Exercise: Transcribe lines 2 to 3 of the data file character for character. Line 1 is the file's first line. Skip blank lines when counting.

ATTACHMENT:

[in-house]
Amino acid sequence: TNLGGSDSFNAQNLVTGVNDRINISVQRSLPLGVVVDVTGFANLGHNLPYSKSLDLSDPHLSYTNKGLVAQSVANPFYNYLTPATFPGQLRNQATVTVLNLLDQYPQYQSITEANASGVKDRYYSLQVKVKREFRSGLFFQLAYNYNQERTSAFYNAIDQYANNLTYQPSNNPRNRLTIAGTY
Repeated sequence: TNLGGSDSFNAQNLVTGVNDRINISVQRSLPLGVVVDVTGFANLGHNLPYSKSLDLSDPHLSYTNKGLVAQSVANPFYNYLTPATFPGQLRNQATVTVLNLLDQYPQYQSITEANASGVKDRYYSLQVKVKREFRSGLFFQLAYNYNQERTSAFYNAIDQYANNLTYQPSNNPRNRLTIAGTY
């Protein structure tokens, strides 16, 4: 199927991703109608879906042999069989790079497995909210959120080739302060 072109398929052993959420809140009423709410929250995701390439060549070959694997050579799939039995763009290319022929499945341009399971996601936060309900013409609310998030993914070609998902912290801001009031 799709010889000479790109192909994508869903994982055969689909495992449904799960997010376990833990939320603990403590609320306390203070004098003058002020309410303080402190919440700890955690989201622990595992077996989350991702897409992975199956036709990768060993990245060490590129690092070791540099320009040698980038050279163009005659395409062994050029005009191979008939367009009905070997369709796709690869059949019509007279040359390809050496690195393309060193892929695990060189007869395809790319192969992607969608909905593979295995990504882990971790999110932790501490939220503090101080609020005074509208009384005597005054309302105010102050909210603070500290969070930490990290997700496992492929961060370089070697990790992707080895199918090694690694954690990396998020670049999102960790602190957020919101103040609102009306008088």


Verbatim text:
Amino acid sequence: TNLGGSDSFNAQNLVTGVNDRINISVQRSLPLGVVVDVTGFANLGHNLPYSKSLDLSDPHLSYTNKGLVAQSVANPFYNYLTPATFPGQLRNQATVTVLNLLDQYPQYQSITEANASGVKDRYYSLQVKVKREFRSGLFFQLAYNYNQERTSAFYNAIDQYANNLTYQPSNNPRNRLTIAGTY
Repeated sequence: TNLGGSDSFNAQNLVTGVNDRINISVQRSLPLGVVVDVTGFANLGHNLPYSKSLDLSDPHLSYTNKGLVAQSVANPFYNYLTPATFPGQLRNQATVTVLNLLDQYPQYQSITEANASGVKDRYYSLQVKVKREFRSGLFFQLAYNYNQERTSAFYNAIDQYANNLTYQPSNNPRNRLTIAGTY